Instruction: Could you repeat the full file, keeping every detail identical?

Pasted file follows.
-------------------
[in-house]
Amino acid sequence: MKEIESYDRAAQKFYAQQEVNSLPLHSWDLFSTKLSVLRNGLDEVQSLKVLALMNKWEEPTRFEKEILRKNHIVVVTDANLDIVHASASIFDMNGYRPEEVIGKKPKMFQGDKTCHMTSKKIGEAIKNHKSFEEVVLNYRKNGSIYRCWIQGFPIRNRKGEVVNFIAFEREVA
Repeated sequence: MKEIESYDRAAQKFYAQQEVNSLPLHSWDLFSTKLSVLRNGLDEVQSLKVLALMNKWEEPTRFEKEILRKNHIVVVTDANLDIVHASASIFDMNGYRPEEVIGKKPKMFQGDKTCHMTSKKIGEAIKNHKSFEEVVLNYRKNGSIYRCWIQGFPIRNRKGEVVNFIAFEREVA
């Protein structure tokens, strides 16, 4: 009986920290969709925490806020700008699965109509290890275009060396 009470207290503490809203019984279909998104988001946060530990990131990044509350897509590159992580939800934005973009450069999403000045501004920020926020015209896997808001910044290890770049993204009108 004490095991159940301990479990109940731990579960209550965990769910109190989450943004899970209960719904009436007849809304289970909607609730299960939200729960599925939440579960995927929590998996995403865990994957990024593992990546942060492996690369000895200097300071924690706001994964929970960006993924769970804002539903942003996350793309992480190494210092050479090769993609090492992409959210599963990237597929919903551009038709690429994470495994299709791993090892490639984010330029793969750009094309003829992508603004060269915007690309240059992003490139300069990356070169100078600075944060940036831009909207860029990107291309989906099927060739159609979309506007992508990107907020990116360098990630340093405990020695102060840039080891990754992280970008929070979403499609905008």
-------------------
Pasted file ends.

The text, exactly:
[in-house]
Amino acid sequence: MKEIESYDRAAQKFYAQQEVNSLPLHSWDLFSTKLSVLRNGLDEVQSLKVLALMNKWEEPTRFEKEILRKNHIVVVTDANLDIVHASASIFDMNGYRPEEVIGKKPKMFQGDKTCHMTSKKIGEAIKNHKSFEEVVLNYRKNGSIYRCWIQGFPIRNRKGEVVNFIAFEREVA
Repeated sequence: MKEIESYDRAAQKFYAQQEVNSLPLHSWDLFSTKLSVLRNGLDEVQSLKVLALMNKWEEPTRFEKEILRKNHIVVVTDANLDIVHASASIFDMNGYRPEEVIGKKPKMFQGDKTCHMTSKKIGEAIKNHKSFEEVVLNYRKNGSIYRCWIQGFPIRNRKGEVVNFIAFEREVA
């Protein structure tokens, strides 16, 4: 009986920290969709925490806020700008699965109509290890275009060396 009470207290503490809203019984279909998104988001946060530990990131990044509350897509590159992580939800934005973009450069999403000045501004920020926020015209896997808001910044290890770049993204009108 004490095991159940301990479990109940731990579960209550965990769910109190989450943004899970209960719904009436007849809304289970909607609730299960939200729960599925939440579960995927929590998996995403865990994957990024593992990546942060492996690369000895200097300071924690706001994964929970960006993924769970804002539903942003996350793309992480190494210092050479090769993609090492992409959210599963990237597929919903551009038709690429994470495994299709791993090892490639984010330029793969750009094309003829992508603004060269915007690309240059992003490139300069990356070169100078600075944060940036831009909207860029990107291309989906099927060739159609979309506007992508990107907020990116360098990630340093405990020695102060840039080891990754992280970008929070979403499609905008």